Choosing an Artist

choosing-an-artist

I think it is important that if you’re going to get a tattoo, you do your homework on shops and artists to be sure you’re getting the best tattoo possible. While your artist’s drawing skills are only half the story on how the end result is going to look—they also have to be able to execute the stencil—if you start with a bad drawing, you’re guaranteed to get a bad tattoo. Whether you’re walking in on a whim or you’ve been planning your visit for a long time, look at the artist’s portfolio. Most artists nowadays have social media accounts (I have found Instagram to be the most helpful) you can browse in addition to albums at their shop.

If you are looking for somebody to do some flash you like off the wall, make sure you find someone who traces well, especially if the original design isn’t theirs. Not everyone is good at everything, so you need somebody who is familiar with the style and can mimic the design well. If they have been apprenticed well, this is something they’ve been doing for awhile already. This is going to be my life for some time and I’ve already accepted it.

On the other hand, if you have a specific concept in mind but not the actual drawing, you might be better off going into a shop and talking to the different artists. Somebody might be a great artist, but if they’re not excited about your idea, maybe you go to the next person. The idea is to find somebody who gets fired up by your concept because they’re going to expand on it and totally knock that idea out of the park. Others might do a good job but will simply give you what you want instead of making it a collaborative project. And if all you have is an idea, you’re going to want that professional eye to talk to you about placement, size, colors, and that kind of thing. Some places require you to book a consultation with an artist, others will make you pay to see the stencil. It all depends on where you go and what you ask for.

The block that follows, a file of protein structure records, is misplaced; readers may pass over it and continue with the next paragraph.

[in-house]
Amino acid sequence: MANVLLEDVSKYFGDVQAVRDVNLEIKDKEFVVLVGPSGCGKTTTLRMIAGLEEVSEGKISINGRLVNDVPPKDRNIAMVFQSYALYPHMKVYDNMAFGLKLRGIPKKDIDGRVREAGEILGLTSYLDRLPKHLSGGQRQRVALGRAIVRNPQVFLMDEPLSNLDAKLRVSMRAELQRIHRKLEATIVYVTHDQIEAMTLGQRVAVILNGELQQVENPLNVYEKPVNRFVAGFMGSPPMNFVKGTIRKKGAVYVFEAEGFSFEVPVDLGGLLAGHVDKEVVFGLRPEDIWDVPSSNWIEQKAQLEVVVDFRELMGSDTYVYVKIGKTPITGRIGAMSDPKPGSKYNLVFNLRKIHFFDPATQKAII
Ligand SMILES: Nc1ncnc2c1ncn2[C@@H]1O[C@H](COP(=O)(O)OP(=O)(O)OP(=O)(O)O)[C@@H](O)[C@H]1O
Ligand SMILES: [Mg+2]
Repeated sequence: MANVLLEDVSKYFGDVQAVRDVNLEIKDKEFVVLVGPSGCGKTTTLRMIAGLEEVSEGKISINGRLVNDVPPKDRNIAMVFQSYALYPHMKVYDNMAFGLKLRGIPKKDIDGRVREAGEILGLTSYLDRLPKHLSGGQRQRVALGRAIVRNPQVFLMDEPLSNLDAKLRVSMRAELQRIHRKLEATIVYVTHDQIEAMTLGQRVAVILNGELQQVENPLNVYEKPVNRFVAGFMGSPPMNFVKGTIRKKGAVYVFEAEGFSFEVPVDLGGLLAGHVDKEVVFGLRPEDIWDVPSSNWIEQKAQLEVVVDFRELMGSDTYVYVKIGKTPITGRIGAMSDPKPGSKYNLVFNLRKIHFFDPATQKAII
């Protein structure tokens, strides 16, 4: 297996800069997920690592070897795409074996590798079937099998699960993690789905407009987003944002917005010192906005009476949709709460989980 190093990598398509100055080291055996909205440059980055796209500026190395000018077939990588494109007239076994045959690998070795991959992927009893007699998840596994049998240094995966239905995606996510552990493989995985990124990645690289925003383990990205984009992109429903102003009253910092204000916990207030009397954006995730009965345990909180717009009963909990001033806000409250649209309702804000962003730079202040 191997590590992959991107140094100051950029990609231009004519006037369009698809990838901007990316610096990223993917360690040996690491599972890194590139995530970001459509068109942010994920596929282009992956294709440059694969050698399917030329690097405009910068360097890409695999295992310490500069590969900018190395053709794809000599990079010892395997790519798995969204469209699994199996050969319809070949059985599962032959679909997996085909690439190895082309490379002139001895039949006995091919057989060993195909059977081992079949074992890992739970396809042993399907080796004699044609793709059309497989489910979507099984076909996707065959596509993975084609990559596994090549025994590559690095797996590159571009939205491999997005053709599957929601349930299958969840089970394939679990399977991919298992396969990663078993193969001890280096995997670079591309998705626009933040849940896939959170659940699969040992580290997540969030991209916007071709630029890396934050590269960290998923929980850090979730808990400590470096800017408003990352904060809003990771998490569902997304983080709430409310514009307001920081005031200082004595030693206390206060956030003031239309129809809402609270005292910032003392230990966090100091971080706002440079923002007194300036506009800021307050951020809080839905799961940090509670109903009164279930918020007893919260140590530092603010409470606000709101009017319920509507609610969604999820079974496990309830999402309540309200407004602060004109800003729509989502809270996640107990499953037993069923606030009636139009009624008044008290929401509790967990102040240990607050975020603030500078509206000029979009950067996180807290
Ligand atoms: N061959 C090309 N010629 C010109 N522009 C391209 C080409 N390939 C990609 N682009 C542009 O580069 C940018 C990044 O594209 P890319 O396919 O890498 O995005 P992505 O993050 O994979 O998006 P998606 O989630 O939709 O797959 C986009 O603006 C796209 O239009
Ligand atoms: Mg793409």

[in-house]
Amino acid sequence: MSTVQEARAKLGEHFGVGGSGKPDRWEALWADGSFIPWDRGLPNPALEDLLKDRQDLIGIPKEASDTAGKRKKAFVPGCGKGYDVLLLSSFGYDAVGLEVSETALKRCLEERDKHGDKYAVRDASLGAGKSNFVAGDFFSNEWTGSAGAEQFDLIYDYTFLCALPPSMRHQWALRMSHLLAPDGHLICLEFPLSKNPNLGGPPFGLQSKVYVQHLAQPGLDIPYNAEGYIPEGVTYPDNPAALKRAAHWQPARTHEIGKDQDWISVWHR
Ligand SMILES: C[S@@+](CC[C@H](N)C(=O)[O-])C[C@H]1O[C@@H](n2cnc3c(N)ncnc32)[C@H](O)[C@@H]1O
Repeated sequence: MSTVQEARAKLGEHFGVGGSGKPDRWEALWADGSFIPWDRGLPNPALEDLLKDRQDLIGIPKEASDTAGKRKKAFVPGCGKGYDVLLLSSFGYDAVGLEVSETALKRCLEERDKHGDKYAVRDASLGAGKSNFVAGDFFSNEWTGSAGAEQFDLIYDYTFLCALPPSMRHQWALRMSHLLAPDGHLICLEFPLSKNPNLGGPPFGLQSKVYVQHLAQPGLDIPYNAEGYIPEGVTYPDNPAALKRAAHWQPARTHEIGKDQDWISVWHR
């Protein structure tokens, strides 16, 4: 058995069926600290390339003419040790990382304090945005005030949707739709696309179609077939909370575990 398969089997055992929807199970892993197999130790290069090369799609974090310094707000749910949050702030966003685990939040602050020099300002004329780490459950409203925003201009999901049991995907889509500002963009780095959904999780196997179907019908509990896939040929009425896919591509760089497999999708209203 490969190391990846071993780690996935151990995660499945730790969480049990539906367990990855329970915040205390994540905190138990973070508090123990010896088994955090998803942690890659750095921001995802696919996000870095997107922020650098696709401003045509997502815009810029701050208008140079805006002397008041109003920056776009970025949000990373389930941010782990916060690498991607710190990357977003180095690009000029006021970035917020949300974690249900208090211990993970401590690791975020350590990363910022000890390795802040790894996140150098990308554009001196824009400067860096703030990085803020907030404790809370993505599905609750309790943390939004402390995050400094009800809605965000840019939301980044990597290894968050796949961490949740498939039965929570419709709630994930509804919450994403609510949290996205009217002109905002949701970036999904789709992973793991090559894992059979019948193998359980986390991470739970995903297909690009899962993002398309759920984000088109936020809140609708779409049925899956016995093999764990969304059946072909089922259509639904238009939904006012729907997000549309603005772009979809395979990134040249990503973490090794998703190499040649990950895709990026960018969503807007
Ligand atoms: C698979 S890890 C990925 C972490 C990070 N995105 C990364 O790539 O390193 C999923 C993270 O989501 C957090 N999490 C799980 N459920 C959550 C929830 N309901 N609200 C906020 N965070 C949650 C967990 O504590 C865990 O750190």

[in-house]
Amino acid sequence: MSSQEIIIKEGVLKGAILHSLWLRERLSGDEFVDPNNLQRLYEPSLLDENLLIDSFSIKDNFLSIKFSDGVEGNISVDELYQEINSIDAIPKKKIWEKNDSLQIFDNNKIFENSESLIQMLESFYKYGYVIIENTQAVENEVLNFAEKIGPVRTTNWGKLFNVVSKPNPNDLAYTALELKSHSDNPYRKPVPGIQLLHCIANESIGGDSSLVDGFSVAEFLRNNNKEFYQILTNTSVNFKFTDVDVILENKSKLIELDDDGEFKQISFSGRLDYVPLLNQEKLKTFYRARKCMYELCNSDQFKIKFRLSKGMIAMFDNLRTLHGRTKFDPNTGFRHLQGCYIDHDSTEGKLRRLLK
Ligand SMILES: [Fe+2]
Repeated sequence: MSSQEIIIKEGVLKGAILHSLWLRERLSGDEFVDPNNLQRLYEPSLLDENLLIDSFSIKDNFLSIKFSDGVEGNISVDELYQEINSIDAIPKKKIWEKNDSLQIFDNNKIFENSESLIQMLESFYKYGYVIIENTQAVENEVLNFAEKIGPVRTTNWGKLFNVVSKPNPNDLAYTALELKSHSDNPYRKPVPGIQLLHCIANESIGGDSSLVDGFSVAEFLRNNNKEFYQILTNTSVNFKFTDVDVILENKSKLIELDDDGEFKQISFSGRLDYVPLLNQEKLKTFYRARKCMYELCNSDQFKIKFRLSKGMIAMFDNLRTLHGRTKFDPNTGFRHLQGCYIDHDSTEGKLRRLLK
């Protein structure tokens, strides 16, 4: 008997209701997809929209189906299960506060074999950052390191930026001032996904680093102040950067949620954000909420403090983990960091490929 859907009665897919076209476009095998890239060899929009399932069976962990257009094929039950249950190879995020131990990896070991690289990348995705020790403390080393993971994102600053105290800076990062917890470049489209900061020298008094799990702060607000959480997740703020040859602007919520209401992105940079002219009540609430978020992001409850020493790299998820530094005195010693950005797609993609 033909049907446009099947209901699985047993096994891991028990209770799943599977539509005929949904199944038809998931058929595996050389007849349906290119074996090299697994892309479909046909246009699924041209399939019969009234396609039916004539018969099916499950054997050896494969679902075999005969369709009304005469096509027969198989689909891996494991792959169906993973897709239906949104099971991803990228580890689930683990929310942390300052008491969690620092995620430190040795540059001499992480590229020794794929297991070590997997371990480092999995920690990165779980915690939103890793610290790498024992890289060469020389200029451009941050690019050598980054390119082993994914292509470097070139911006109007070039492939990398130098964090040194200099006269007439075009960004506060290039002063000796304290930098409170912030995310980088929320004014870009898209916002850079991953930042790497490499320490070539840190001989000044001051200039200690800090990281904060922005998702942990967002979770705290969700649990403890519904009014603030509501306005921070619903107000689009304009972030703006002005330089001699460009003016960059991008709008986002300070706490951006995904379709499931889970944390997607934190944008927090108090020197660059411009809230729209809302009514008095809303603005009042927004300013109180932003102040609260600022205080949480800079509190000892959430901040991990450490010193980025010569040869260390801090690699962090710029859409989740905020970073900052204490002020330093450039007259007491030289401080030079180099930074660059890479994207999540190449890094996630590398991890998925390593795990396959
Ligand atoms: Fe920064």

But what if you already have the complete package? Maybe you have a similar image already or the exact picture you want. This can actually be the hardest because it means you have to do the most research beforehand. If it is a specific style you’re looking for, scout around online prior to even going to a shop for a consultation. Be sure that whoever you choose already has some experience in the style you want if it is crucial to your design. See how they draw. Does it work with what you want? Do you see a theme immerging from their portfolio that is in the same vein as what you want? Just because they are a great artist doesn’t mean that they will do your picture justice. Maybe the artist is more comfortable in black and greys and does some killer work that way. But he or she might not do a great job on the vibrant sugar skull you’re picturing in your head.

Finally, pick somebody you’re comfortable with. They are going to be touching you (and inflicting pain) and you’re going to be spending a nice chunk of time together depending on the size of your tattoo. Pick somebody you are OK with getting that close to you. Check out their procedures: make sure they’re wearing gloves, that the shop is clean, that they are using sterilized equipment. While yes, you might be paying them quite a bit and they might have huge reputations, you’re still the customer. So make sure that you’re happy with the stencil and its location. If you aren’t comfortable asking the artist a question, this is not the person for you.

Good luck and I want to hear all about your tattoo experience!